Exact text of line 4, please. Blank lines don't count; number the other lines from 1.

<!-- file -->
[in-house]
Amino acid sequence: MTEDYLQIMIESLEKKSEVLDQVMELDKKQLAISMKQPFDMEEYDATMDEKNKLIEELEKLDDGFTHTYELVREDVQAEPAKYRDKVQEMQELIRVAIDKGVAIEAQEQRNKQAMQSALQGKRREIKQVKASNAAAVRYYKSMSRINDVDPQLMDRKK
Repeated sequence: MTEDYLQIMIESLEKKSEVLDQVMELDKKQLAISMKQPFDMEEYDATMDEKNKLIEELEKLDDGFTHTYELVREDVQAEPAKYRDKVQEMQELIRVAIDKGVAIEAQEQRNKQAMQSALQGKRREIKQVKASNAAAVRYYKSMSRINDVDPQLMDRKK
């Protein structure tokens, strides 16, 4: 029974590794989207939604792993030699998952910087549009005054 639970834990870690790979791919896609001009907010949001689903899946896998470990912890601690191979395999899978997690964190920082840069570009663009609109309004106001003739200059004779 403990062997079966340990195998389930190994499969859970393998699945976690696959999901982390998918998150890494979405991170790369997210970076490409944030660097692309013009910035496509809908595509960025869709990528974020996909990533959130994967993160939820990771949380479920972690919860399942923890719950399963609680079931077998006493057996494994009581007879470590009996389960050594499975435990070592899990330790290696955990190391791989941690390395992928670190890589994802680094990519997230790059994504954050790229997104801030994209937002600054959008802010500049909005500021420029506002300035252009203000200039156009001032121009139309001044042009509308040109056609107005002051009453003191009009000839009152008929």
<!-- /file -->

């Protein structure tokens, strides 16, 4: 029974590794989207939604792993030699998952910087549009005054 639970834990870690790979791919896609001009907010949001689903899946896998470990912890601690191979395999899978997690964190920082840069570009663009609109309004106001003739200059004779 403990062997079966340990195998389930190994499969859970393998699945976690696959999901982390998918998150890494979405991170790369997210970076490409944030660097692309013009910035496509809908595509960025869709990528974020996909990533959130994967993160939820990771949380479920972690919860399942923890719950399963609680079931077998006493057996494994009581007879470590009996389960050594499975435990070592899990330790290696955990190391791989941690390395992928670190890589994802680094990519997230790059994504954050790229997104801030994209937002600054959008802010500049909005500021420029506002300035252009203000200039156009001032121009139309001044042009509308040109056609107005002051009453003191009009000839009152008929």